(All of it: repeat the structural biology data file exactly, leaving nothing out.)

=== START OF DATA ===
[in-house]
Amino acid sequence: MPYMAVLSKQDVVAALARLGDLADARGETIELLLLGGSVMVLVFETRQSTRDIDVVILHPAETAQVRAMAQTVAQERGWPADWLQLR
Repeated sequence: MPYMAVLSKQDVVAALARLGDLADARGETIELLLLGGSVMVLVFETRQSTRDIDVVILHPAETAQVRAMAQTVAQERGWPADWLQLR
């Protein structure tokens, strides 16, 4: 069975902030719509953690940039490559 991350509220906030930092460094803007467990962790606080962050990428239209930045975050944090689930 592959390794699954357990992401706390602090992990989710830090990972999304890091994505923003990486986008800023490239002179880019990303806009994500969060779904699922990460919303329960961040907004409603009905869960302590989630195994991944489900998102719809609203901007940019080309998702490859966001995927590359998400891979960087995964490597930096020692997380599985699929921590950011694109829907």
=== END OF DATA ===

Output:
[in-house]
Amino acid sequence: MPYMAVLSKQDVVAALARLGDLADARGETIELLLLGGSVMVLVFETRQSTRDIDVVILHPAETAQVRAMAQTVAQERGWPADWLQLR
Repeated sequence: MPYMAVLSKQDVVAALARLGDLADARGETIELLLLGGSVMVLVFETRQSTRDIDVVILHPAETAQVRAMAQTVAQERGWPADWLQLR
């Protein structure tokens, strides 16, 4: 069975902030719509953690940039490559 991350509220906030930092460094803007467990962790606080962050990428239209930045975050944090689930 592959390794699954357990992401706390602090992990989710830090990972999304890091994505923003990486986008800023490239002179880019990303806009994500969060779904699922990460919303329960961040907004409603009905869960302590989630195994991944489900998102719809609203901007940019080309998702490859966001995927590359998400891979960087995964490597930096020692997380599985699929921590950011694109829907």